Brian Shepard

2D Game Artist and Illustrator.



Sample Project

This sample project will give you an idea of how to complete the course assignment.

Start off by finding inspiration from characters you like, specifically characters with interesting poses or outline styles, as these elements will be particularly helpful for this assignment. You don't need to use these images outright in your own character -- we're just searching for ideas right now.

I was always inspired by the linework and rhythm of characters in game illustrations like Sonic Adventure and The World Ends With You, among others. Here's a sample idea board.


Now that you have some ideas floating around about different art styles, it's time to start thinking about your characters. You're to design a pair of (nearly) identical twins from a fantasy royal family. So, you'll basically create 2 characters who look exactly alike, except for 2 key differences:

A. One twin has bold contour lines, and the other does not.

B. The twins have different personalities, so this should be reflected in the pose you choose for each one. Don't just copy and paste the first twin and remove the outlines!

The first step is to decide on the stance for each character. Start with very loose gesture drawings to decide on the important line of action in each. Are they standing up straight, or are they bent over in fatigue? Are their arms spread apart? Are they leaping through the air? Try building the body and limbs with basic lines and shapes, and try to figure out a strong, convincing pose. Details will come later.


Remember that a good line of action is typically a single, sweeping line that unifies the character's torso and limbs, all contributing towards a common movement. Think about what sort of personality you can convey with your character's pose.

Your characters don't need to be 'human', by the way, but I'd recommend something a bit more complex than a blob. It's easier to get a good line of action when the character has some level of understandable anatomy.

Next, you're going to upload a sort of "building block" sketch for each twin's pose. Again, we're foregoing details for the basic rhythm and posture of the characters. Try to build the basic parts with squares, circles, and triangles to communicate the overall stance. If you're planning to draw a character in 3D perspective, establish a horizon line and build with cubes, spheres, and cones.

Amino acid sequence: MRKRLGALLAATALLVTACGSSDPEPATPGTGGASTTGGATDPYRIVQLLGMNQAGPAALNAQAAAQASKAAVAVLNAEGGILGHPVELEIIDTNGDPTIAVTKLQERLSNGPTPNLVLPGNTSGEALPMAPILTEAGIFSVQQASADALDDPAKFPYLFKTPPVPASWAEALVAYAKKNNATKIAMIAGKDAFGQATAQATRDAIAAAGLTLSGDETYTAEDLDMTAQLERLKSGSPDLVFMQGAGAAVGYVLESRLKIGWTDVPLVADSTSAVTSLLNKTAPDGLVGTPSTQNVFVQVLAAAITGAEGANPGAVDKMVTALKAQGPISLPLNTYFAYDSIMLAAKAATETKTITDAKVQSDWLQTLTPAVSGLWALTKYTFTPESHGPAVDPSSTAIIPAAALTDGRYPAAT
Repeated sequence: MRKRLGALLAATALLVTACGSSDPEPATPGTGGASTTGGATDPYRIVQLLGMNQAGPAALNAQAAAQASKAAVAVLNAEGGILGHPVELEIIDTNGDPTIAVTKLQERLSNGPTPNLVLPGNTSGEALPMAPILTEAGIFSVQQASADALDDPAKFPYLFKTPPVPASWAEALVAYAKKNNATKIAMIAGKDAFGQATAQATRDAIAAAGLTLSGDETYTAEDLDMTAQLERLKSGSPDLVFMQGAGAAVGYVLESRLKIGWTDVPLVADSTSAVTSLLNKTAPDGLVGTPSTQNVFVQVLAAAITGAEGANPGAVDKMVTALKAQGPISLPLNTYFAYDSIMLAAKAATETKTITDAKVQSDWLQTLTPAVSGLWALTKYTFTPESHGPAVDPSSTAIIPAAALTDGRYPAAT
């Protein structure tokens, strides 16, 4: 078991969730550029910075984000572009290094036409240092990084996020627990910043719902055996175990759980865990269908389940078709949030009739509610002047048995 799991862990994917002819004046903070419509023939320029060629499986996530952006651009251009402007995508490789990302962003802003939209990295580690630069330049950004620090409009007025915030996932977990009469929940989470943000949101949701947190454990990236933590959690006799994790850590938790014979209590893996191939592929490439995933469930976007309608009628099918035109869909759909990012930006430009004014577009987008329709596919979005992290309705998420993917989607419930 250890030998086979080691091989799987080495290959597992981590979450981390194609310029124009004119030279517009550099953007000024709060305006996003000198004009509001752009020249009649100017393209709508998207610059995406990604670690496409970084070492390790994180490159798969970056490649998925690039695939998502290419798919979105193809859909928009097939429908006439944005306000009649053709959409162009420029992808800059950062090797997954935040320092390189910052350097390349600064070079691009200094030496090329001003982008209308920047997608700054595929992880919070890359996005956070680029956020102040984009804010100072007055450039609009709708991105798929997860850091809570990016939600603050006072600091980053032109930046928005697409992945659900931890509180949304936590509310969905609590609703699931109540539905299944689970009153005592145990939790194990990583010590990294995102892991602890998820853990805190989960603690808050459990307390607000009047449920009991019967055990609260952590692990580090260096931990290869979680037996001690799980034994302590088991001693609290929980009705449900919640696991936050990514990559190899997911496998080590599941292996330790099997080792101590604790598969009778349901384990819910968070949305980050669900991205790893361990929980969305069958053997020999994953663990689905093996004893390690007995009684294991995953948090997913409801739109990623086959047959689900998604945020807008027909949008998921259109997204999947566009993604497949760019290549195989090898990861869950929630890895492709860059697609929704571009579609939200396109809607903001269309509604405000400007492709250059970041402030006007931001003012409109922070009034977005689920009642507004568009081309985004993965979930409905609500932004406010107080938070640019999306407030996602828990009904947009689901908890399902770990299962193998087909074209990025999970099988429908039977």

My first royal twin is a bit more assertive and fun-loving, and the second is more of a reserved, uptight type of character. You can see a bit of personality even without the formal details added on top. The dotted lines are guides to help me remember how different parts are arranged above or below the horizon line.


At this point, you have some brainstorming material, and you have poses for each twin. Now it's time to design them fully. Recall that the assignment is to create royal twins, so try to indicate this somehow in your final designs. It could be a crown or the manner of clothing they wear. And remember, the first twin has contour lines, while the second does not.

Upload your first design based on one of the poses you sketched out in the previous step, and be sure to include noticeable contour lines on the character. Here's my sample character. She seems like a fun person to be around, eh? I've also added a large, sweeping cape that follows the line created by the outstretched arm to further emphasize the movement. Plus, wearing a large cape seems like something a royal person would do... but I wouldn't know, personally.


The second twin will use more or less the same design -- same clothes, facial features, etc. -- so much of your design work is already done at this juncture. However, they will have no contour lines, and their pose will be based on the second sketch from your building block drawing -- they will have a different line of action. I'd also recommend trying a different facial expression to further offset the personalities of the twins.

Here's the other twin. She was born without contour lines, so she blends into the background a bit more; kind of  matches her personality in a way.  Notice how she wears her crown properly centered instead of at an angle like her sister. Much of her stance is restricted to rigid vertical lines, whereas the first twin's pose creates dynamic diagonals and curves in different places.


If you want, you can also show us a family photo with both twins next to each other.



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